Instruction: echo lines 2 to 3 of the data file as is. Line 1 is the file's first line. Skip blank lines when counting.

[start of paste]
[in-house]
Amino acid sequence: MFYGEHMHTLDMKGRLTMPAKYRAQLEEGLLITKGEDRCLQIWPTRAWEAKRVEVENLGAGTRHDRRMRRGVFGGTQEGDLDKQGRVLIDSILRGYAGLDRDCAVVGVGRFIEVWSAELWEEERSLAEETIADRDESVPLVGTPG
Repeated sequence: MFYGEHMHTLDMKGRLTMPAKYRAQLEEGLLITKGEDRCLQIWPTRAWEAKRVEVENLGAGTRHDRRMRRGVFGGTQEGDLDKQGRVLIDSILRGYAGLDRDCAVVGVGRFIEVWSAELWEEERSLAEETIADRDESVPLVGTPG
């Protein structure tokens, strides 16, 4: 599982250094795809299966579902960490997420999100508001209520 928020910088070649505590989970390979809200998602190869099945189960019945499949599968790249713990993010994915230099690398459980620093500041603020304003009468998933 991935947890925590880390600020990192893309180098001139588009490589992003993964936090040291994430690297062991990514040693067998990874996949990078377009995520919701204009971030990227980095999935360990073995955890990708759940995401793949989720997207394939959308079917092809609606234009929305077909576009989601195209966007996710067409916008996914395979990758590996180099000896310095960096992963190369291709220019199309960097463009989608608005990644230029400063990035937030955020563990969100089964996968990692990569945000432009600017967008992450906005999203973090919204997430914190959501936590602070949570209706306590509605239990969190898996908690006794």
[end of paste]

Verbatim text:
Amino acid sequence: MFYGEHMHTLDMKGRLTMPAKYRAQLEEGLLITKGEDRCLQIWPTRAWEAKRVEVENLGAGTRHDRRMRRGVFGGTQEGDLDKQGRVLIDSILRGYAGLDRDCAVVGVGRFIEVWSAELWEEERSLAEETIADRDESVPLVGTPG
Repeated sequence: MFYGEHMHTLDMKGRLTMPAKYRAQLEEGLLITKGEDRCLQIWPTRAWEAKRVEVENLGAGTRHDRRMRRGVFGGTQEGDLDKQGRVLIDSILRGYAGLDRDCAVVGVGRFIEVWSAELWEEERSLAEETIADRDESVPLVGTPG